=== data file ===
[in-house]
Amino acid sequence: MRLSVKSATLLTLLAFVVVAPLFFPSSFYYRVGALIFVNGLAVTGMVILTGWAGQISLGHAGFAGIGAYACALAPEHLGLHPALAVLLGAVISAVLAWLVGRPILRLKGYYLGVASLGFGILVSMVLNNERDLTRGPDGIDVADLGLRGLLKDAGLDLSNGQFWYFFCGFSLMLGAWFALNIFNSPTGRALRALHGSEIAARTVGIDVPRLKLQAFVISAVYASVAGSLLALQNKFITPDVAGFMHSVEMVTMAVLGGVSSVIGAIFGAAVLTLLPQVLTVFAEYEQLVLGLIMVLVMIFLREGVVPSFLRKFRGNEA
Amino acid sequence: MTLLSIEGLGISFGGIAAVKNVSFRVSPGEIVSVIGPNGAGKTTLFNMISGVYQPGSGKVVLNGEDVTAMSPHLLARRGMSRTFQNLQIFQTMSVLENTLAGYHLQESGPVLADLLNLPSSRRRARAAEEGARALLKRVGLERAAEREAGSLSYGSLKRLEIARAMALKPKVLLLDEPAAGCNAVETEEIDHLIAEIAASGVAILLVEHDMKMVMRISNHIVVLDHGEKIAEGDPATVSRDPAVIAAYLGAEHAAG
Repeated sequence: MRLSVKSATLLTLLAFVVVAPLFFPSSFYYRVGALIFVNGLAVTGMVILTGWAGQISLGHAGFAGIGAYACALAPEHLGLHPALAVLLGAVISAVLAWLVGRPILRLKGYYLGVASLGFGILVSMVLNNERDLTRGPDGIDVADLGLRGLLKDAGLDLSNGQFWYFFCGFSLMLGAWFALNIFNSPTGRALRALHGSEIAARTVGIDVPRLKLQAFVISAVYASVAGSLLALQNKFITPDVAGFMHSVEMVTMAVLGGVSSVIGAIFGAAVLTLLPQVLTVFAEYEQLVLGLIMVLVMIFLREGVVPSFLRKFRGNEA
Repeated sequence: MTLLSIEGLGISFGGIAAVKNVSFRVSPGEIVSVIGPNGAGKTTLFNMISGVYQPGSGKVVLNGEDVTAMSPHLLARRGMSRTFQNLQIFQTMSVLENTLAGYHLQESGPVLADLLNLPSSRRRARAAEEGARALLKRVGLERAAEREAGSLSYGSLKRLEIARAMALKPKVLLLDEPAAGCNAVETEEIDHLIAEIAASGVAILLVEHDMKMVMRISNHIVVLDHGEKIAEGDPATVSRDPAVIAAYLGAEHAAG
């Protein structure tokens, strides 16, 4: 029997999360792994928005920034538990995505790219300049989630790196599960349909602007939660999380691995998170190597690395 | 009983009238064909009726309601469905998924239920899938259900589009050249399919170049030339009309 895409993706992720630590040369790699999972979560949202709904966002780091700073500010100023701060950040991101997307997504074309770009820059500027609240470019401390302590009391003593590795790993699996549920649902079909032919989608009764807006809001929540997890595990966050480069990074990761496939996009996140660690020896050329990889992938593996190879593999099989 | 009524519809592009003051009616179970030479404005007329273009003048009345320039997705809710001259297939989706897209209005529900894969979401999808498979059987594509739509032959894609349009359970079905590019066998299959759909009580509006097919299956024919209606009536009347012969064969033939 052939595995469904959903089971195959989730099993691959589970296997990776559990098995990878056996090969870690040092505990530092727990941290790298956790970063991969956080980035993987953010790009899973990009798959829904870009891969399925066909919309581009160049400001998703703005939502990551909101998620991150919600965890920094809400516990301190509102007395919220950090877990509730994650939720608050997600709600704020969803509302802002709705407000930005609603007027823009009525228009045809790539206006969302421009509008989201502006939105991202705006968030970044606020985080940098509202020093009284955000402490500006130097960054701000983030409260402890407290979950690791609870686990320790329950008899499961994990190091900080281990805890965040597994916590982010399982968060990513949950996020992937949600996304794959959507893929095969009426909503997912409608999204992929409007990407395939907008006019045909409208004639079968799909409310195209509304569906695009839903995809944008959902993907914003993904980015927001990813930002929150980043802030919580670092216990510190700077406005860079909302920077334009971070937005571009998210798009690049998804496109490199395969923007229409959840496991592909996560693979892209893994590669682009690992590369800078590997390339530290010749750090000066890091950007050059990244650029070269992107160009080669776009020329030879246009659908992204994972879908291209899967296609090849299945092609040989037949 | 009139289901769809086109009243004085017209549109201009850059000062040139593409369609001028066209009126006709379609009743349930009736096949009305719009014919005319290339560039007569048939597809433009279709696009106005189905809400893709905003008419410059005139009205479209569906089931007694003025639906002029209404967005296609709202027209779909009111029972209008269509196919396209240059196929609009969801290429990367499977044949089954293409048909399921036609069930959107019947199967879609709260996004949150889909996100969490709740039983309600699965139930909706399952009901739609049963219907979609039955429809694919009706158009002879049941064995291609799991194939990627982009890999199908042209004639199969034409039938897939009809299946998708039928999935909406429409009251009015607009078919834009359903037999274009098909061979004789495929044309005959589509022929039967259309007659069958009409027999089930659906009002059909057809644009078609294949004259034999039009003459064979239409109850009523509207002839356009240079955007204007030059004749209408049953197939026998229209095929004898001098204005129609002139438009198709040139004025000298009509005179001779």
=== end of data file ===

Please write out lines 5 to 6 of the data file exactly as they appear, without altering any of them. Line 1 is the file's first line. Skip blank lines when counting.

Repeated sequence: MTLLSIEGLGISFGGIAAVKNVSFRVSPGEIVSVIGPNGAGKTTLFNMISGVYQPGSGKVVLNGEDVTAMSPHLLARRGMSRTFQNLQIFQTMSVLENTLAGYHLQESGPVLADLLNLPSSRRRARAAEEGARALLKRVGLERAAEREAGSLSYGSLKRLEIARAMALKPKVLLLDEPAAGCNAVETEEIDHLIAEIAASGVAILLVEHDMKMVMRISNHIVVLDHGEKIAEGDPATVSRDPAVIAAYLGAEHAAG
């Protein structure tokens, strides 16, 4: 029997999360792994928005920034538990995505790219300049989630790196599960349909602007939660999380691995998170190597690395 | 009983009238064909009726309601469905998924239920899938259900589009050249399919170049030339009309 895409993706992720630590040369790699999972979560949202709904966002780091700073500010100023701060950040991101997307997504074309770009820059500027609240470019401390302590009391003593590795790993699996549920649902079909032919989608009764807006809001929540997890595990966050480069990074990761496939996009996140660690020896050329990889992938593996190879593999099989 | 009524519809592009003051009616179970030479404005007329273009003048009345320039997705809710001259297939989706897209209005529900894969979401999808498979059987594509739509032959894609349009359970079905590019066998299959759909009580509006097919299956024919209606009536009347012969064969033939 052939595995469904959903089971195959989730099993691959589970296997990776559990098995990878056996090969870690040092505990530092727990941290790298956790970063991969956080980035993987953010790009899973990009798959829904870009891969399925066909919309581009160049400001998703703005939502990551909101998620991150919600965890920094809400516990301190509102007395919220950090877990509730994650939720608050997600709600704020969803509302802002709705407000930005609603007027823009009525228009045809790539206006969302421009509008989201502006939105991202705006968030970044606020985080940098509202020093009284955000402490500006130097960054701000983030409260402890407290979950690791609870686990320790329950008899499961994990190091900080281990805890965040597994916590982010399982968060990513949950996020992937949600996304794959959507893929095969009426909503997912409608999204992929409007990407395939907008006019045909409208004639079968799909409310195209509304569906695009839903995809944008959902993907914003993904980015927001990813930002929150980043802030919580670092216990510190700077406005860079909302920077334009971070937005571009998210798009690049998804496109490199395969923007229409959840496991592909996560693979892209893994590669682009690992590369800078590997390339530290010749750090000066890091950007050059990244650029070269992107160009080669776009020329030879246009659908992204994972879908291209899967296609090849299945092609040989037949 | 009139289901769809086109009243004085017209549109201009850059000062040139593409369609001028066209009126006709379609009743349930009736096949009305719009014919005319290339560039007569048939597809433009279709696009106005189905809400893709905003008419410059005139009205479209569906089931007694003025639906002029209404967005296609709202027209779909009111029972209008269509196919396209240059196929609009969801290429990367499977044949089954293409048909399921036609069930959107019947199967879609709260996004949150889909996100969490709740039983309600699965139930909706399952009901739609049963219907979609039955429809694919009706158009002879049941064995291609799991194939990627982009890999199908042209004639199969034409039938897939009809299946998708039928999935909406429409009251009015607009078919834009359903037999274009098909061979004789495929044309005959589509022929039967259309007659069958009409027999089930659906009002059909057809644009078609294949004259034999039009003459064979239409109850009523509207002839356009240079955007204007030059004749209408049953197939026998229209095929004898001098204005129609002139438009198709040139004025000298009509005179001779």